High-profile Los Angeles plaintiff’s lawyers Thomas Girardi and Walter Lack may face disciplinary action over a clerical error that stems from a toxic tort case between Nicaraguan banana workers and Dole Food Co.
Girardi and Lack are being investigated by an independent prosecutor for allegedly submitting false documents to U.S. courts.
The documents stem from a 2003 suit, when Girardi and Lack tried to have a $489 million Nicaraguan judgment enforced by a Los Angeles Superior Court. The documents submitted by Lack and Girardi listed Dole Food Co. and Shell Chemical Co. as defendants, and allegedly came from the lawsuit that was brought by the Nicaraguan banana workers.
But, the original documents used in the Nicaraguan litigation listed Dole Food Corp. and Shell Oil Co., instead of their correct names, Dole Food Co. and Shell Chemical Co. The Nicaraguan courts did not allow Dole to defend itself against the suit because the name did not match. Dole did not accept the validity of the ruling and it was voided by a U.S. judge.
In March, 9th Circuit Court Judge A. Wallace Tashima issued a report that recommended the two attorneys be sanctioned because they knew, or should have known, that the translations of Nicaraguan documents they tried to use to win a U.S. judgment against the companies were incorrect.
Last week, a panel from the 9th U.S. Circuit Court of Appeals appointed UC Hastings College of Law professor Rory Little as the independent prosecutor.
“If the court was going to look at our conduct, we wanted a neutral and objective prosecutor,” said Diane Karpman, one of Girardi’s attorneys and a Los Angeles legal ethics expert.
Girardi denies any wrongdoing.
Little will recommend whether Girardi and Lack should be disciplined.
After Little makes his recommendations, Tashima is expected to draft his own report and make recommendations to a three-judge panel. Those judges will determine whether the two attorneys should be fined, and if so, how much.
Girardi, name partner of Girardi & Keese LLP, and Lack, name partner of Engstrom Lipscomb & Lack LLP, are best known for recovering more than $500 million from Pacific Gas & Electric in cases made famous by the movie “Erin Brockovich.”
Environmental lawyers are taking over the Los Angeles office of Hunton & Williams LLP.
P. Scott Burton joined the firm in May, following Malcolm Weiss and Chris Amantea, who joined the Virginia-based firm in April.
The addition of Burton, Weiss and Amantea adds to the firm’s growing environmental practice group, which is home to 80 attorneys nationwide.
Burton, who practiced at Bingham McCutchen LLP for 11 years, said the decision to change firms wasn’t difficult.
“I was approached by multiple firms, but went with Hunton because of their strong energy and environmental practice,” Burton said.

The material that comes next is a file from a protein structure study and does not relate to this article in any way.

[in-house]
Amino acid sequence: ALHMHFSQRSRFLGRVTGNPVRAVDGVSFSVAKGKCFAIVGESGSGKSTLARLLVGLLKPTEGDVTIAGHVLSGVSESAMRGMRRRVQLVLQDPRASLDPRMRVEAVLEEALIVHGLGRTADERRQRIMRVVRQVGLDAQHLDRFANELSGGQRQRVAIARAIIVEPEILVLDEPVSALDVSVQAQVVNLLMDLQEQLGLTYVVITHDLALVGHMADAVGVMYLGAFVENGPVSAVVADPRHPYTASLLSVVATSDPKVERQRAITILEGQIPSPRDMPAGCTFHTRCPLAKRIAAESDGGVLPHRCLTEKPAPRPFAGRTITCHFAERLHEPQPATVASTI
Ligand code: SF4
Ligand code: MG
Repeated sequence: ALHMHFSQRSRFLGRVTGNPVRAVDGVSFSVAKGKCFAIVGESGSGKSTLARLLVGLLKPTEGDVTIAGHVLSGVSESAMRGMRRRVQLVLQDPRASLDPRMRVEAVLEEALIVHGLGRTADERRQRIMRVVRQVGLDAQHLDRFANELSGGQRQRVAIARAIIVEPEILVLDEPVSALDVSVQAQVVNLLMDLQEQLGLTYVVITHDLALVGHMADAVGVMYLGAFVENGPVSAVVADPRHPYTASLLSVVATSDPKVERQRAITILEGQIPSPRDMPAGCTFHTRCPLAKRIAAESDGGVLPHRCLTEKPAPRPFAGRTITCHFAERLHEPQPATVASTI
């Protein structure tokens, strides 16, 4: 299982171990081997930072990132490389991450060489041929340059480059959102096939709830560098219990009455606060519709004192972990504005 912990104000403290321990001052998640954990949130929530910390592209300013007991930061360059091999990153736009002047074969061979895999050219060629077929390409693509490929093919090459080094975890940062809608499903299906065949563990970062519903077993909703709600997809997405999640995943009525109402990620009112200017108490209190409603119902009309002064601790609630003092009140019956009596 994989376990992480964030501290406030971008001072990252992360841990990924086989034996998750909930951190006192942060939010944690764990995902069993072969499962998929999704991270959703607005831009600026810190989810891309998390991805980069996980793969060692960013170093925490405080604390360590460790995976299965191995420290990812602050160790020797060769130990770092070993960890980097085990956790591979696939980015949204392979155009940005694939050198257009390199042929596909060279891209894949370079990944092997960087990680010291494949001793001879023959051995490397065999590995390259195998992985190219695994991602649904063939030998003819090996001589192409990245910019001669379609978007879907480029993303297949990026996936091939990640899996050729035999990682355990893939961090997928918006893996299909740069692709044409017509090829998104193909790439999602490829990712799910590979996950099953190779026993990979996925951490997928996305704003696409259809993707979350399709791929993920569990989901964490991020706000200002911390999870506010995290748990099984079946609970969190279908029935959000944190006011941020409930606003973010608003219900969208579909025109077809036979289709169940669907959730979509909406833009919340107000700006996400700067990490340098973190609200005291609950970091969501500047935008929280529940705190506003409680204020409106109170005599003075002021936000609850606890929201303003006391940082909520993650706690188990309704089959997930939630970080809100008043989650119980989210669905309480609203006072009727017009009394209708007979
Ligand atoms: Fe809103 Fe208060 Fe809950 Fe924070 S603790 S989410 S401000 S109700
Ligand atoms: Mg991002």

The firm’s clients include companies regulated by federal and state agencies. Burton’s clients include national and international energy, mining and chemical companies.
He said Hunton & Williams’ presence in Europe provides him with a broader platform to service his clients.
The company has offices in London and Brussels and in various locations on the East Coast. With this expansion, the firm is boosting its West Coast presence.
Ann Marie Mortimer, managing partner of the L.A. office, said the firm decided to focus on building an environmental department because California has historically been on the forefront in addressing climate change and water quality regulation issues.
“California is on the leading edge in environmental law, so we started building the L.A. office with the environmental team as an anchor,” Mortimer said.
The 1,000-attorney firm also plans to build its Los Angeles litigation practice. The firm established its Los Angeles outpost in 2006.
Calorie counters beware: The Weight Watchers menu offered by Applebee’s Neighborhood Bar & Grill may not help shed those extra pounds. Or at least that is what a federal lawsuit contends.
Lawyers for a Washington woman filed suit against Glendale-based DineEquity Inc., which owns and operates Applebee’s.
The suit, which was filed as a proposed class action, alleges the restaurant’s Weight Watchers menu inaccurately listed the calorie, fat and Weight Watchers point content of items. An independent laboratory testing showed, for example, that the tortilla chicken appetizer contained 21.4 grams of fat, not the 13 grams advertised on the menu.
The suit also claims that by listing inaccurate nutritional information, Applebee’s is engaging in deceptive business practices and false advertising.
The Washington woman, Anne Paskett, claims she ate at Applebee’s because the Weight Watchers menu offered her low-fat alternatives to standard restaurant food.
“She dined at Applebee’s because of the healthier choices on the Weight Watchers menu, and she didn’t get what she paid for,” said Jason Epstein, a Seattle-based lawyer who is representing Paskett in the suit.
It is unclear how many individuals are potential members of the class action, but Epstein said it could include anyone who ordered the Weight Watchers options because of the calorie and fat information listed on the menu.
Epstein, and other plaintiff’s lawyers involved in the lawsuit, filed a similar complaint in Texas against Brinker International over the nutritional content on the company’s Chili’s Grill & Bar, On the Border Mexican Grill & Cantina, and Romano’s Macaroni Grill menus.
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